Posted on May 2, 2017


Loving the idea of using language to talk about the learning process.   Students discussed what it was like to represent subtraction with number lines, blocks, equations, etc.

Grumpy and not sure why.   (Usually means something in the diet is out of whack…)

Also reading   having edited yesterday’s comment to be less grumpy and peevish.

Executive summary — modularizing in discrete units helped some students but in both four-week discrete units and “do 3 of whichever units you need” formats, there were significant struggles of the usual “math is hard” sort.   If this stuff is going to work, those issues need to be addressed.

The blow by blow:

So far it’s talking about the marvels of modules — chunking everything into discrete pieces.   I do see the “concept” word mentioned here:


Okay, I think this is basically saying:   “intro math is mostly procedures, and computers help with the rote practice, and by the way you get graded on doing the practice a lot.”

I’m mildly galled that this seems to be an accepted status quo.

… and mirabile dictu the next paragraph does call this into question. It doesn’t address it at all though (?!?!?).   It just notes a bunch of Stigler-in-all-the-citations articles about concept issues (not including the one I cite most often).

There’s just one more paragraph saying that by the way, online courses haven’t been found to be particularly helpful to students with lower GPAs to start with.

Then the article just shifts to what the community colleges are doing.

Oh, but it’s okay!   It says so right here that the goal is to learn the concepts!!!


Where’s my shovel?   I’ve got asparagus to fertilize and this is strong stuff.

But this is interesting:

” Using interview data, we examine instructor and student experiences with teaching and learning developmental math content in both course structures, with attention to other theorized goals of modularization: personalization and mastery.”

Okay, I’m piqued .

First course structure:   crunchy, discrete four-week modules.

There’s a nice graphic of how students placed in the five modules.  Number two is the lowest, and I didn’t have to read to guess that that’s fractions.

From the comments, it seems the modules are very modularized.  To wit:

“So we are in fractions: We didn’t do anything else, no algebra. When we’re in decimals, we do just decimals. And then, once we get to [module 3], it’s all algebra. So really, you don’t use module 1 or 2 really in [module 3]; you usually add whole numbers with variables.”

And this piece of honesty:

“It makes it difficult to connect concepts all the way through, and it’s always possible for someone to say, “When you’re teaching this, you just show them where all of this stuff connects in.” And ideally, you do that, but then in a four-and-a-half-week class when you’ve got to give two tests and a final exam, it can get difficult to cover all the new material.”

Which is to say, even teachers who *want* to teach concepts find things too constraining.

The completion stats aren’t great, but this article isn’t about effectiveness (there’s mention of research that addresses that… later :))   There was some thought that success should be better in the higher levels because if you made it that far, you probably know more — but I would question that.  With discrete crunchy modules all you did was pass that module, per that first student quote. And if you’re one of the ones still doing everything painstakingly then… it’s not going to transfer smoothly.  (Oh, and administratively this was a “scheduling nightmare” b/c of the different drop/swap/withdrawal issues.)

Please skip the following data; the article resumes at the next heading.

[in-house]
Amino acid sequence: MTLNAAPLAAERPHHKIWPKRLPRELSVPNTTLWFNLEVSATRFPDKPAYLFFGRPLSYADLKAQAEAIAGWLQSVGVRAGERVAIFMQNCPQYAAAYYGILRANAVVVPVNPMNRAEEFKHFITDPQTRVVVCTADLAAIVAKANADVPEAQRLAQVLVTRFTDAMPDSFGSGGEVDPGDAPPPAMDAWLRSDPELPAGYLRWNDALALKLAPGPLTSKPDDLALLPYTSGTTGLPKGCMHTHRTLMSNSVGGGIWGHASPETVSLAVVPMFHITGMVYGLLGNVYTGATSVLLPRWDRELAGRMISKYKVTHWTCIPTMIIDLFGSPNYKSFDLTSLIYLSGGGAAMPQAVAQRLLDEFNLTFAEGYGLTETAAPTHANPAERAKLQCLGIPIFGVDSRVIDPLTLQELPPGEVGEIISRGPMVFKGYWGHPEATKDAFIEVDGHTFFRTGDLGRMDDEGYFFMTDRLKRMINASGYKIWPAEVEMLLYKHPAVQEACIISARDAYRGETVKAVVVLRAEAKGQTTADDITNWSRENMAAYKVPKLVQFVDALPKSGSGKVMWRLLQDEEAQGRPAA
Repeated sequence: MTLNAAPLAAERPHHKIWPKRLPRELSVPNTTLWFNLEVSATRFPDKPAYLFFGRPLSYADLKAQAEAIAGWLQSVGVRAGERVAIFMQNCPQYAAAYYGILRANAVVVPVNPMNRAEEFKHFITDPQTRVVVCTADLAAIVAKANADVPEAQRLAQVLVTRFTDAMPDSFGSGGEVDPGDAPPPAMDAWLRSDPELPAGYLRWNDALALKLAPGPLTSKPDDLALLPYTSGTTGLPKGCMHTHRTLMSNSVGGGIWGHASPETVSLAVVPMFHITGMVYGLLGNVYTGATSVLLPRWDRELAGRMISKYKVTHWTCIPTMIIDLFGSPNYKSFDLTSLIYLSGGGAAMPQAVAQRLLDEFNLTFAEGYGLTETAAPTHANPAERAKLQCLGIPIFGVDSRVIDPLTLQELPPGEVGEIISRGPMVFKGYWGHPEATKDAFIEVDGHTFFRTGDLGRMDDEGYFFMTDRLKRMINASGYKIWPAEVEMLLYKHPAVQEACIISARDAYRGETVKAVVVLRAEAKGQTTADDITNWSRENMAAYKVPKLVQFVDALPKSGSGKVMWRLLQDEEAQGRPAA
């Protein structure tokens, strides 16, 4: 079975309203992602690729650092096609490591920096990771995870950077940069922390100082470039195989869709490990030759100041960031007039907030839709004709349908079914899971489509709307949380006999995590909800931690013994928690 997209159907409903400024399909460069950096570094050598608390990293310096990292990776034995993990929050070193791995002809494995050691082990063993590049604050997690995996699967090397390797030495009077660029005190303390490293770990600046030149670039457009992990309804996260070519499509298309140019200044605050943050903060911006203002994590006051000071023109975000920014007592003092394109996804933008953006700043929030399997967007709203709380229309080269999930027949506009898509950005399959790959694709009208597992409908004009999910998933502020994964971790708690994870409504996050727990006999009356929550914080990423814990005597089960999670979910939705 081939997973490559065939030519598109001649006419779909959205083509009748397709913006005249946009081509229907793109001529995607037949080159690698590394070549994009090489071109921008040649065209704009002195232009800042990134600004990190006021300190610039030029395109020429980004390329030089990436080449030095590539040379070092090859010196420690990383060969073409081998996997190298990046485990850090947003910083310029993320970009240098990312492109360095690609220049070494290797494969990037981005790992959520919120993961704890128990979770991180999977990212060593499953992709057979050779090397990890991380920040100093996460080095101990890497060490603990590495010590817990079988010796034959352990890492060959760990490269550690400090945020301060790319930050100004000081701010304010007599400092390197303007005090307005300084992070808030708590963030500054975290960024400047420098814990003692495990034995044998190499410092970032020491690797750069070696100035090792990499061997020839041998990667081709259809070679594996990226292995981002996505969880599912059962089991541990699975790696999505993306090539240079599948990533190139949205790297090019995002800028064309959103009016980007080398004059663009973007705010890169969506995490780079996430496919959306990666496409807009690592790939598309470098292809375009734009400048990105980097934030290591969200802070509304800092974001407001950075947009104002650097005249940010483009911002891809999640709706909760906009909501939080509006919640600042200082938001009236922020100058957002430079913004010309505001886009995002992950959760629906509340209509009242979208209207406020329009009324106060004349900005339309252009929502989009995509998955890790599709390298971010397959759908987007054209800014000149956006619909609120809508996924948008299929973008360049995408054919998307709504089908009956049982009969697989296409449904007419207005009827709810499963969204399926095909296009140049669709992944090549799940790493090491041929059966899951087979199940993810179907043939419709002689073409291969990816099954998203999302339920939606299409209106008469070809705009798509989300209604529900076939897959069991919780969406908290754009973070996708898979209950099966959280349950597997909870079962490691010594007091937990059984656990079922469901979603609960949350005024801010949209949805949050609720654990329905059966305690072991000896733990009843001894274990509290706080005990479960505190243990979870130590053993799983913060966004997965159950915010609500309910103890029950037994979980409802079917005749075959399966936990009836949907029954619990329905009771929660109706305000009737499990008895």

The next structure was the “course shell” wherein you signed up for a 3- or 4- credit hour course and took whatever modules you needed.

My favorite quote so far:

“[T]he real surprise hasn’t been the ones who’ve floored the accelerator,” according to a 2014 blog post on the topic; “it’s the ones who ordinarily would have 27 given up and walked away, who are slowly plugging along” (Reed, 2014). Participants in our study affirmed this perspective to some degree, with some arguing that the flexibility afforded by shell courses is particularly appropriate for allowing developmental students to master content. As one faculty member explained, “The students who truly need more time to grasp a concept, they have that opportunity.”

Imagine, if you can/will… that the instruction is also designed to develop concepts.

… but to continue with the article — the big fat administrative downside to this one is that well, if you don’t complete enough modules, you don’t pass the course.   And no, the stats aren’t really good for this, either.

I agree with the conclusion in the Educause write-up when in the context of the whole article (because it includes the messy pedagogical and administrative ups and downs):

“…the lessons can also be applied to college-level courses. Students with weak proficiency in math and/or poor academic self-regulation will be more successful in computer-mediated courses that include strong structures to bolster student motivation, and create accountability for meeting course deadlines. Tweaking a computerized course to add more structure and clearer demands can push students to make it to the finish line.”

Could we improve the instruction along the way, too?   Concepts?

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